OLYMPIA — Senate Democrats are advancing a bill directing state agencies to base their rules, enforcement actions and funding decisions on “environmental justice.”

Several farm groups are on record as opposing the measure, introduced by Sen. Rebecca Saldana, D-Seattle. Known as the Healthy Environment for All Act, the law would ensure people most threatened by environmental damage are heard, she said.

“The HEAL Act is not designed to impact the agricultural industry,” Saldana said in an email Wednesday.”

Many of the most impacted communities in our state are in rural agricultural communities and thus the HEAL Act could help target more public priorities and investments and better outreach of those rural communities.”

Senate Bill 5489 passed the Democratic-controlled environmental and budget committees and was placed Tuesday on a list of bills in position to be voted by the full Senate.

The bill enjoys broad support from environmental groups and some state agencies, including Ecology and the Department of Natural Resources.

“Supporting environmental justice, equity and inclusion are high priorities for Commissioner (Hilary) Franz and the department,” DNR Senior Strategic Adviser Tom Bugert said. “We want to do what we can to help the bill’s passage.”

The bill declares that it’s the state’s policy “to stimulate the health and welfare of human beings” and for all Washington residents to have “aesthetically and culturally pleasing surroundings.”

The bill would create a task force co-chaired by the chairman the Governor’s Interagency Council on Health Disparities and someone “well-informed on the principles of environmental justice.”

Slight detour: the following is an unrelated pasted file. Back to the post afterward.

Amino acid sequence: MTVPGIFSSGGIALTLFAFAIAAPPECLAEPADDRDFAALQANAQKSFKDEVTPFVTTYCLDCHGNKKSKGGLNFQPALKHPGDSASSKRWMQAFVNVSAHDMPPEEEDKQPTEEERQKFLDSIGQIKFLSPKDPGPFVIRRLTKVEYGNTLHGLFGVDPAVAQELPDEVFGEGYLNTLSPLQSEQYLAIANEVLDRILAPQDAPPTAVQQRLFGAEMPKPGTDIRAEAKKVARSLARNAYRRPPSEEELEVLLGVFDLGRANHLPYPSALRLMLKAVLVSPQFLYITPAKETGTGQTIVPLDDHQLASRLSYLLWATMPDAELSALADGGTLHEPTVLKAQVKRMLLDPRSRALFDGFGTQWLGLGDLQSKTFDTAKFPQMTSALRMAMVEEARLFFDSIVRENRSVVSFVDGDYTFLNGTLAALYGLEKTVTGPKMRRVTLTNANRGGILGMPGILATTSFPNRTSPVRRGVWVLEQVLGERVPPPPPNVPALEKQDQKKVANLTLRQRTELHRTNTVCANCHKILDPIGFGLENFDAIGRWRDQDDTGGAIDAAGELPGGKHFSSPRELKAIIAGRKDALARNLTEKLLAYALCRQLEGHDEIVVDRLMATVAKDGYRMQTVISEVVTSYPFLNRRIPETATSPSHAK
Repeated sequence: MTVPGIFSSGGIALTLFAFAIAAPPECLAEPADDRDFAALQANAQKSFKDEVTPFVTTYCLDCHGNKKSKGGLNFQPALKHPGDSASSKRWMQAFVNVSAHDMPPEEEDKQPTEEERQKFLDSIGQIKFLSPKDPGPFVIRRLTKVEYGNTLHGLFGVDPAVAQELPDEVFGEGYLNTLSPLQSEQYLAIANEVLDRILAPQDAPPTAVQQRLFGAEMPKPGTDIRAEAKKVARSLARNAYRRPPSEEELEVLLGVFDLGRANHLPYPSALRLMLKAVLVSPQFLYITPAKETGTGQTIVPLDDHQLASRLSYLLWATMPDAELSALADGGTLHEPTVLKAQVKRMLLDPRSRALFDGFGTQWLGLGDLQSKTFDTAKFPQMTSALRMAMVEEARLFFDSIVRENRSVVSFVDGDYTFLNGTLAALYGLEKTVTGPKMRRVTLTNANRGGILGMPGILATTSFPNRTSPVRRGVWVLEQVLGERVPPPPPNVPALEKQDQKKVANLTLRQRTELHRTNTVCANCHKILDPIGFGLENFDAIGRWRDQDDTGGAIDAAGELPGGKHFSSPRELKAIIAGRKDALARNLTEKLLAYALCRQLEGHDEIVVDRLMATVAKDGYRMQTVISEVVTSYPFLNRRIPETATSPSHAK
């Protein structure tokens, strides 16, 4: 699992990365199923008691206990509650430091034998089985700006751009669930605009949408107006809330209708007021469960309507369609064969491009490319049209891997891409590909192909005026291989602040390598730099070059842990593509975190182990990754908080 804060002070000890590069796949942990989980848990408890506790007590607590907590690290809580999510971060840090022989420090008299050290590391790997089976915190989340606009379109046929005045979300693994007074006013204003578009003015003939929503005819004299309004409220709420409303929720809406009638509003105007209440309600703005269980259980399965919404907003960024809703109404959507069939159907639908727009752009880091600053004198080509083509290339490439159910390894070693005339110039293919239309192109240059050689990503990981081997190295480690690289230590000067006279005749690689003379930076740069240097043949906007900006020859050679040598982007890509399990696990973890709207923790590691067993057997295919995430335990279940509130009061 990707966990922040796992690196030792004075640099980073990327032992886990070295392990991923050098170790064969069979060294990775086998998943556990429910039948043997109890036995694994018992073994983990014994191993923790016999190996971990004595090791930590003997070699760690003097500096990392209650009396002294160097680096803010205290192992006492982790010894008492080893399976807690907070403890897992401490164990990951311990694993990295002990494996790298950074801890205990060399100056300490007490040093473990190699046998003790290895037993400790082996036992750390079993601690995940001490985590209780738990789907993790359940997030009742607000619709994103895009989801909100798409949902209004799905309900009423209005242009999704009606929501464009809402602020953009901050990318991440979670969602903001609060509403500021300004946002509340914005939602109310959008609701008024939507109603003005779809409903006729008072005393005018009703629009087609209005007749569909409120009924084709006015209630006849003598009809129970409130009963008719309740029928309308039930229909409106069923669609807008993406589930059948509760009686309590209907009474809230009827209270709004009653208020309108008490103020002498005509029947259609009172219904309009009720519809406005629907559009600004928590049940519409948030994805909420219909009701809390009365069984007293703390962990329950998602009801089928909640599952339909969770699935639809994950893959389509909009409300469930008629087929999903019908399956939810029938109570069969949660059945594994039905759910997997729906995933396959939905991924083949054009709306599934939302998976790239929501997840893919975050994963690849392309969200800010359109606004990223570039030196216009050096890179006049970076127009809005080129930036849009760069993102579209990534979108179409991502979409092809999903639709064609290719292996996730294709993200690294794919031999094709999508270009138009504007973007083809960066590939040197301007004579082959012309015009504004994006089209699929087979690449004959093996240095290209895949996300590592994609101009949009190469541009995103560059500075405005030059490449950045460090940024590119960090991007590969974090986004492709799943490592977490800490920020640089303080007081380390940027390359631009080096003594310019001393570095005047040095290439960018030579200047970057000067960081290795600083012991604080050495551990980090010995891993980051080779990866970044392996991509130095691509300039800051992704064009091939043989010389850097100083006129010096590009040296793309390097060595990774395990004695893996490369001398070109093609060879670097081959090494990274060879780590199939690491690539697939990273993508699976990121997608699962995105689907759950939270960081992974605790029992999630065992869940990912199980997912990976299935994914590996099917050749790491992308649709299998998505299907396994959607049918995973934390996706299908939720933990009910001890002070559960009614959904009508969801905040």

The bill defines “environmental justice” as “the fair treatment and meaningful involvement of all people regardless of race, color, national origin, or income with respect to the development, implementation, and enforcement of environmental laws, regulations and policies.”

The task force would conduct a “cumulative impact analysis” to identify “highly impacted communities and vulnerable populations.”

State agencies must use the cumulative impact analysis and adopt a “precautionary approach” to regulations, according to the bill.

The precautionary approach means, according to the bill, that a “lack of full scientific certainty” could not be a reason “for postponing measures to prevent environmental degradation.”

“The language in the bill is so broad and encompassing it can go anywhere,” Washington Farm Bureau director of government relations Tom Davis said. “I can’t believe they aren’t going to go after pesticide use and farm practices.”

In her email, Saldana said the bill was “about bringing agencies together that have jurisdiction in environment and health along with impacted community stakeholders ... to determine how best (to) apply the new cumulative impacts data tool to result in more efficient and coordinated outreach, policy implementation, and investments.”

Sen. Doug Ericksen, R-Whatcom County, said the bill “tracks very closely the new green manifesto out of Washington, D.C.”

“This is quite a draconian piece of legislation,” he said. “You’re allowing unelected officials appointed by the governor to set fundamental policy.”

Citizens’ Alliance for Property Rights lobbyist Cindy Alia said the bill would sidestep the state’s Administrative Procedure Act, which provides for public participation in agency decisions. The bill would create special consideration for a certain class of citizens, as yet unidentified, she said.

“We are certainly for the environment and health, but are against this approach,” she said.

Correspondent

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